05 of 08
Khotachiwadi, near Girgaum Chowpatty in south Mumbai, is also an historic village with characterful Indo-Portuguese heritage homes. It dates back to the late 18th century, when a land owner sold plots to locals. Unfortunately, the neighborhood's longevity is limited though, as residents move out and developers are keen to construct high-rise buildings. For now, it's still possible to wander through Khotachiwadi's lanes and even stay in the neighborhood. Distinguished Indian fashion designer and heritage activist James Ferreira has opened a bed and breakfast in part of his home. Apart from being a very interesting person, he's full of knowledge and is happy to chat to guests when free. Guitarist and singer Wilfred "Willy Black" Felizardo is another cool resident of Khotachiwadi. His house (number 57) is brightly covered in mosaics and filled with curios.
06 of 08
Affluent coastal Juhu is another of Mumbai's sought-after suburbs, and is also home to many Bollywood celebrities including Amitabh Bachchan (the Big B). Like many other parts of Mumbai, Juhu was once an island. Its main beach is a suburban version of south Mumbai's Girgaum Chowpatty, with rows of snack stalls and a carnival-like atmosphere on Sunday afternoons.
Stay at one of the top beachfront hotels in Juhu, and you'll feel miles away from the hectic city. Watch the sunset with a cocktail during happy hours at the Novotel's seaside lounge, Gadda da Vida. Catch a play at the Prithvi Theater, which belongs to one of the most influential families in Bollywood, and grab a bite to eat in its cool cafe. The sprawling ISKCON temple complex is an attraction in the neighborhood too.
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North of Juhu, Versova was originally inhabited by the indigenous Koli fishing community before it came under Portuguese rule. The Kolis still live in a small enclave there. Every year in January, they hold a weekend-long seafood festival, with dozens of stalls serving mouthwatering fish and beer. Thanks to a recent clean-up initiative, Versova beach is looking better than ever, and it's less crowded than adjoining Juhu.
Although the neighborhood still has a relaxed vibe to it, it's acquiring stylish new cafes and bars, and is becoming a new hangout of the city's creative people. Head to the areas around Aram Nagar I and II, and Seven Bungalows. If you're a freelancer who needs co-working facilities for the day, try Harkat Studios. If you're enthusiastic about cats, do drop by the Cat Cafe and give them some love. Aamad is where you can take a dance or yoga class. The only drawback is the scarcity of accommodations in the neighborhood.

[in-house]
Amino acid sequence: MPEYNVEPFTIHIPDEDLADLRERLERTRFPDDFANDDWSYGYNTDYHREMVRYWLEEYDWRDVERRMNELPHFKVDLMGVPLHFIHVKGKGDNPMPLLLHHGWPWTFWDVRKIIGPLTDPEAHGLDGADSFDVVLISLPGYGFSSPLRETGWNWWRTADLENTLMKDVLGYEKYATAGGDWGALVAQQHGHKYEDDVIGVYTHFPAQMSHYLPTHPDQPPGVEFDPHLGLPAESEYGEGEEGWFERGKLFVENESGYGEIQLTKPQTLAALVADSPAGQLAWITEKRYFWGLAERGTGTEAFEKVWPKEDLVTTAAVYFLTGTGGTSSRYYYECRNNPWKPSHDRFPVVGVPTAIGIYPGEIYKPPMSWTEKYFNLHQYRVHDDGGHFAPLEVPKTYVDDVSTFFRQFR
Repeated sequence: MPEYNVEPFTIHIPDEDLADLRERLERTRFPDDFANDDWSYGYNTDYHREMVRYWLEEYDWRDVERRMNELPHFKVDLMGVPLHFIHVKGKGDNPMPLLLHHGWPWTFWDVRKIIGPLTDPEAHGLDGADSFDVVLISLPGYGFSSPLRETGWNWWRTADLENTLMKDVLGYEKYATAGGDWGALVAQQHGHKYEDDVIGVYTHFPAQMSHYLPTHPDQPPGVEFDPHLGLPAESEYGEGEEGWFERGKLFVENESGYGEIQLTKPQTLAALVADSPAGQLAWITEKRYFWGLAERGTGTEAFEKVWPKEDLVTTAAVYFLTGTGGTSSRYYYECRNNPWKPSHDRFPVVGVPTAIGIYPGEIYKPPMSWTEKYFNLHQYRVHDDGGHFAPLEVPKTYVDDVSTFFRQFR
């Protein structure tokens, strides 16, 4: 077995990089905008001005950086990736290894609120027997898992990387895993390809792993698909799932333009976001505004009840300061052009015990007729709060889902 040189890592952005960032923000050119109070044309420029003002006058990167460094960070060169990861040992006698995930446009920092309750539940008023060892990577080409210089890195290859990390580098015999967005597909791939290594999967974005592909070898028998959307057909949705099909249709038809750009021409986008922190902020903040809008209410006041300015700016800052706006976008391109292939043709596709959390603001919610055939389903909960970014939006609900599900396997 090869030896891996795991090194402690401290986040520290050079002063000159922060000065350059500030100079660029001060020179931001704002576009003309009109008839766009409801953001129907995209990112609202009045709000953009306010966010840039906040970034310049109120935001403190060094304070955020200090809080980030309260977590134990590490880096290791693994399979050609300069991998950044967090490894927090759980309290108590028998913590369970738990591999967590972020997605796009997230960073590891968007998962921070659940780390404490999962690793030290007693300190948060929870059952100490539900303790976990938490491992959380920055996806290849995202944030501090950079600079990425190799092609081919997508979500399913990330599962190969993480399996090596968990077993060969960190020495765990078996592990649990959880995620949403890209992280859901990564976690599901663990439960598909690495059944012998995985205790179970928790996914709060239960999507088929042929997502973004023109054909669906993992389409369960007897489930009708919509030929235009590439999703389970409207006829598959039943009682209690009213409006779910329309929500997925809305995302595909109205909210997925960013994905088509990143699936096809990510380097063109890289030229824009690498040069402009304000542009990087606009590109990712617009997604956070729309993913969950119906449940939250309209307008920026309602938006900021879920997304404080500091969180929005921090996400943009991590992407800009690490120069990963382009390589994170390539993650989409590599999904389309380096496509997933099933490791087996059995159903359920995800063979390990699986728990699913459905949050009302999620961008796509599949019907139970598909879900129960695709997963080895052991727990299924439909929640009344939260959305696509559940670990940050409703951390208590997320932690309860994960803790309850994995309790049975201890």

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An area of ancient and contemporary contrasts that's cut-off from the rest of Mumbai, Malabar Hill is best known as an exclusive residential neighborhood that's home to top government officials (including the Governor of Maharashtra who lives there in Raj Bhawan). The British began to populate Malabar Hill after the fire in the Fort district, and the city's elite also relocated there after the fort was demolished.
Apart from mansion-spotting, the neighborhood offers an outstanding view over Girgaum Chowpatty and Marine Drive from the viewpoint in Kamala Nehru Park. Opposite, manicured Hanging Gardens features an odd menagerie of topiary animals. However, the real attractions is tucked away on the tip of Malabar Hill, bordered by towering apartment buildings. Banganga Tank is regarded as the oldest continually inhabited place in Mumbai, and there are more than 100 temples in its vicinity. It really feels like time has stood still there.